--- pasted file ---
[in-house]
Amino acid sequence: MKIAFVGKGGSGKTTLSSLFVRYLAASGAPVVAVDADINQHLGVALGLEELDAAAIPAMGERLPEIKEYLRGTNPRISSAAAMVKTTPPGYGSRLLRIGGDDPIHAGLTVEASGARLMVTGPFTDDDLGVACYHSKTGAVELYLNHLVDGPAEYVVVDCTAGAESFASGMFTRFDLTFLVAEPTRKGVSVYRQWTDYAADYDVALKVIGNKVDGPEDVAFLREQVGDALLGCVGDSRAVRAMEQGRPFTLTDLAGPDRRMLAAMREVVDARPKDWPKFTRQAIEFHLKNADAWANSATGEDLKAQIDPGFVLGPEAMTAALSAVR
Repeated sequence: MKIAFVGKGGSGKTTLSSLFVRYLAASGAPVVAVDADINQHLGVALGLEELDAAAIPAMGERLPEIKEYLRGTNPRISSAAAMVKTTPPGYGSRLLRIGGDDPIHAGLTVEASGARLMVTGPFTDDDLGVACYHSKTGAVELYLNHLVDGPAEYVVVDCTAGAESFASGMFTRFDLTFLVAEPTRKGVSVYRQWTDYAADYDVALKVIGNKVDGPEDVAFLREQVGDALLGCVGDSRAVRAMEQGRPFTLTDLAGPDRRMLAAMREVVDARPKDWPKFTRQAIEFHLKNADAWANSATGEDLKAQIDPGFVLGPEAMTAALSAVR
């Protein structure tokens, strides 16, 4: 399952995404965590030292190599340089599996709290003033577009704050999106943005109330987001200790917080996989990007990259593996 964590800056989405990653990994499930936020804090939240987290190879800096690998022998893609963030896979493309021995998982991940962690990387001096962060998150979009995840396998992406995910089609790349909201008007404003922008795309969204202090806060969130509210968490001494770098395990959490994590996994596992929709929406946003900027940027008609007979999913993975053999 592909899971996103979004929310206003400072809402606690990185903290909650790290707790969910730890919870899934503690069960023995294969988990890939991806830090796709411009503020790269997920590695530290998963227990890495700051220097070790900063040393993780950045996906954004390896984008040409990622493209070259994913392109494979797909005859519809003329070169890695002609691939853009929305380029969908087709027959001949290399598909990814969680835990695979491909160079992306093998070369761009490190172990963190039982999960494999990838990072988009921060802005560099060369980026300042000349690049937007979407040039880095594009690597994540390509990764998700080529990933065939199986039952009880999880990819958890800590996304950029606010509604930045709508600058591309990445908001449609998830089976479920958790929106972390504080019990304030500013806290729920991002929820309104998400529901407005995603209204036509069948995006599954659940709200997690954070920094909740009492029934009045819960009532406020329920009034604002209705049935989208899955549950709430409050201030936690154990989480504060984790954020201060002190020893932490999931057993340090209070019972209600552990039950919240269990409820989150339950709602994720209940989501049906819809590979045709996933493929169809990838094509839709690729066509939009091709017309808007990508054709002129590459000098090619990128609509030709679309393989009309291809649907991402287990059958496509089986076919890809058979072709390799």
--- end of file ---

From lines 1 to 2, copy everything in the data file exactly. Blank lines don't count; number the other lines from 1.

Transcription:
[in-house]
Amino acid sequence: MKIAFVGKGGSGKTTLSSLFVRYLAASGAPVVAVDADINQHLGVALGLEELDAAAIPAMGERLPEIKEYLRGTNPRISSAAAMVKTTPPGYGSRLLRIGGDDPIHAGLTVEASGARLMVTGPFTDDDLGVACYHSKTGAVELYLNHLVDGPAEYVVVDCTAGAESFASGMFTRFDLTFLVAEPTRKGVSVYRQWTDYAADYDVALKVIGNKVDGPEDVAFLREQVGDALLGCVGDSRAVRAMEQGRPFTLTDLAGPDRRMLAAMREVVDARPKDWPKFTRQAIEFHLKNADAWANSATGEDLKAQIDPGFVLGPEAMTAALSAVR